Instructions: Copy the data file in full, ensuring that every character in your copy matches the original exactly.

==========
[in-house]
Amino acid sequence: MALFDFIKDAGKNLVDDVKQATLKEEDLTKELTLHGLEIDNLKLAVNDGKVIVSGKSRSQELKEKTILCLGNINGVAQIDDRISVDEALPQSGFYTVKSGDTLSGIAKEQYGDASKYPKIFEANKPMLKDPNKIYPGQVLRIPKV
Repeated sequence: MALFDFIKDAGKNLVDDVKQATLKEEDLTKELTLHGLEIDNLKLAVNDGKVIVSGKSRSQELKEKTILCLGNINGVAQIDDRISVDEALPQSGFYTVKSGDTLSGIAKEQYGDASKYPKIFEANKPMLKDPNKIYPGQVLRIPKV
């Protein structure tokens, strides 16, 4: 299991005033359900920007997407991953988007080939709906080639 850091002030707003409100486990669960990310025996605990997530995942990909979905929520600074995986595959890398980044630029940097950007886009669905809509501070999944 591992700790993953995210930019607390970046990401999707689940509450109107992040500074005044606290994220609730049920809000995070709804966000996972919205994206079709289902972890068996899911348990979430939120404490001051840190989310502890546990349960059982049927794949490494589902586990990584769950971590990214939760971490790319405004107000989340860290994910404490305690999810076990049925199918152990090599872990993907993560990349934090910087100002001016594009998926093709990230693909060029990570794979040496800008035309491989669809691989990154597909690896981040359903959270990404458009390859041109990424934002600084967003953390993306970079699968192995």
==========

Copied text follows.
[in-house]
Amino acid sequence: MALFDFIKDAGKNLVDDVKQATLKEEDLTKELTLHGLEIDNLKLAVNDGKVIVSGKSRSQELKEKTILCLGNINGVAQIDDRISVDEALPQSGFYTVKSGDTLSGIAKEQYGDASKYPKIFEANKPMLKDPNKIYPGQVLRIPKV
Repeated sequence: MALFDFIKDAGKNLVDDVKQATLKEEDLTKELTLHGLEIDNLKLAVNDGKVIVSGKSRSQELKEKTILCLGNINGVAQIDDRISVDEALPQSGFYTVKSGDTLSGIAKEQYGDASKYPKIFEANKPMLKDPNKIYPGQVLRIPKV
């Protein structure tokens, strides 16, 4: 299991005033359900920007997407991953988007080939709906080639 850091002030707003409100486990669960990310025996605990997530995942990909979905929520600074995986595959890398980044630029940097950007886009669905809509501070999944 591992700790993953995210930019607390970046990401999707689940509450109107992040500074005044606290994220609730049920809000995070709804966000996972919205994206079709289902972890068996899911348990979430939120404490001051840190989310502890546990349960059982049927794949490494589902586990990584769950971590990214939760971490790319405004107000989340860290994910404490305690999810076990049925199918152990090599872990993907993560990349934090910087100002001016594009998926093709990230693909060029990570794979040496800008035309491989669809691989990154597909690896981040359903959270990404458009390859041109990424934002600084967003953390993306970079699968192995």